An exploitable weakness in network security: corporate boards

July 15, 2015, 5:34 PM UTC
The word 'password' is pictured on a computer screen in this picture illustration taken in Berlin
The word 'password' is pictured on a computer screen in this picture illustration taken in Berlin May 21, 2013. The Financial Times' website and Twitter feeds were hacked May 17, 2013, renewing questions about whether the popular social media service has done enough to tighten security as cyber-attacks on the news media intensify. The attack is the latest in which hackers commandeered the Twitter account of a prominent news organization to push their agenda. Twitter's 200 million users worldwide send out more than 400 million tweets a day, making it a potent distributor of news. REUTERS/Pawel Kopczynski (GERMANY - Tags: CRIME LAW SCIENCE TECHNOLOGY) - RTXZUYO
Photograph by Pawel Kopczynski — Reuters

Business is losing the war against hackers right now. But corporate boards shouldn’t just blame their tech teams. Rather, they should be looking in the mirror.

“I don’t think we have a huge technology problem,” said Chris Young, general manager of the security group at Intel (“INTC”), in a panel discussion on cybersecurity at Fortune’s Brainstorm Tech in Aspen. “I think we have a debt problem.”

That “debt” is the investment in time and resources that companies haven’t made in cybersecurity—starting at the top. Directors at most corporations haven’t paid a lot of attention to security or allocated sufficient resources until very recently, Young argued.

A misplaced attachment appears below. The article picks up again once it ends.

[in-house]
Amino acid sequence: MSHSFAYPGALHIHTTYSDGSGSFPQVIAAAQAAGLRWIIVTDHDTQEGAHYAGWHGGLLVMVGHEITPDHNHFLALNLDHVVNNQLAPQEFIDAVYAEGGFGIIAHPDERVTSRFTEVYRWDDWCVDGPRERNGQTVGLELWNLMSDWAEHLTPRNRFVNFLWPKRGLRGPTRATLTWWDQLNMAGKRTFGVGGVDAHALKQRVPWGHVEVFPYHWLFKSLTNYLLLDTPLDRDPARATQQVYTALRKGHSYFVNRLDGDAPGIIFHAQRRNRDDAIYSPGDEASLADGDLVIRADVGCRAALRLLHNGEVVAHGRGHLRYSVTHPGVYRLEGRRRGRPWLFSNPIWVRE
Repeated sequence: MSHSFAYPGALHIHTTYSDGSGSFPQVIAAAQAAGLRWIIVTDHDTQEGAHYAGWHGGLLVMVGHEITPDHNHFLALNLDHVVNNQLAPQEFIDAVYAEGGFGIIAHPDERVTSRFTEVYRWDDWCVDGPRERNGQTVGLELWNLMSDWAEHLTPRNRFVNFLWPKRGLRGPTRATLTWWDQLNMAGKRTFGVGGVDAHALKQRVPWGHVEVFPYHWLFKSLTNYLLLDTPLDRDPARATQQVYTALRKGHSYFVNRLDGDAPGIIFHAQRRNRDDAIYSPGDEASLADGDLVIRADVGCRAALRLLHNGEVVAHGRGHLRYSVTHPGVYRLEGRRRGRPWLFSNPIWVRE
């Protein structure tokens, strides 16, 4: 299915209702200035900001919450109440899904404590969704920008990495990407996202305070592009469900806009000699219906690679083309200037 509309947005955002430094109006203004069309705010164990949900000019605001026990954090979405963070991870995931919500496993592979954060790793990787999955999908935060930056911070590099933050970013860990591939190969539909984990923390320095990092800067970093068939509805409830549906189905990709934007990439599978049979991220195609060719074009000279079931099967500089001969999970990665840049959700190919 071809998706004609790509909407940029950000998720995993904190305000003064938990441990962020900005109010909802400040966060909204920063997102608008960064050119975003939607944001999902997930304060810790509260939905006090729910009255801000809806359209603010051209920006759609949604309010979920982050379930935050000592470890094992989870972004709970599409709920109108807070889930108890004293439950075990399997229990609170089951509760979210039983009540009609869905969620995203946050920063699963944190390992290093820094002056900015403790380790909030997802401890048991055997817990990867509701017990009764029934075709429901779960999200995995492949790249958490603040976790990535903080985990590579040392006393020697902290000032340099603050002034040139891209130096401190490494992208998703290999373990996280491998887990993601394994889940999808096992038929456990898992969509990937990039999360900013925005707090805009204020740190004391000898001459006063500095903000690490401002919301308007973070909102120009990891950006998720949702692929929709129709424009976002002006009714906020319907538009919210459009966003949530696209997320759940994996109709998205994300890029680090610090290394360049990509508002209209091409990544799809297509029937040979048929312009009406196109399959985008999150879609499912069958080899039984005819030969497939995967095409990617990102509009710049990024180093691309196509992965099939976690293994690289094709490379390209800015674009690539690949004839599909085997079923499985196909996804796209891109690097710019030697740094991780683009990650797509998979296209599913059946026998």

“I think most boards can’t spell ‘security,’ ” said Young.

But as the list of high-profile breaches—Target (“TGT”), Home Depot (“HD”), Sony (“SNE”), etc.—grows longer, boards may be suddenly getting religion.

“The number of calls I receive from people looking for security-focused board candidates has gone up tenfold in the past few months,” said Young.

That’s a good thing, because hacking appears to be an unavoidable issue.

“The reality is that every major organization is being hacked,” said Dmitri Alperovitch, CTO of cybersecurity services provider CrowdStrike, which earlier this week closed a $100 million round of Series C venture investment led by Google Capital. “If you’re not being hacked you have a major problem on your hands, because no one cares about you.”

When asked how many of her company’s clients have impressive cybersecurity infrastructures, Vanessa Hood, director of government business at security firm Palantir, said that it was a relatively small number, maybe 10% to 20%. The onus is on the boards of the remaining 80%-plus to make improvements.

“The threats are knowable and the state of your network is knowable,” said Hood. “It’s an empirical thing.”

Keeping hackers out altogether, however, is not realistic. The right strategy, agreed several panelists, is being prepared to respond and prevent hackers from inflicting damage.

“It’s very easy to find one hole in a network, but hard to close them all—almost impossible,” said Chad Greene, director of security at Facebook (“FB”). “You have to prepare for the inevitable.” He posited that all Fortune 500 companies should have two different types of so-called red teams—one to identify vulnerabilities and one ready to respond to threats.

That won’t happen until corporate directors begin to pay down their “debt” and make cybersecurity a top priority.

“At the board level it could be this simple,” said Intel’s Young. “We have audit committees. Why don’t we have cyber committees?”

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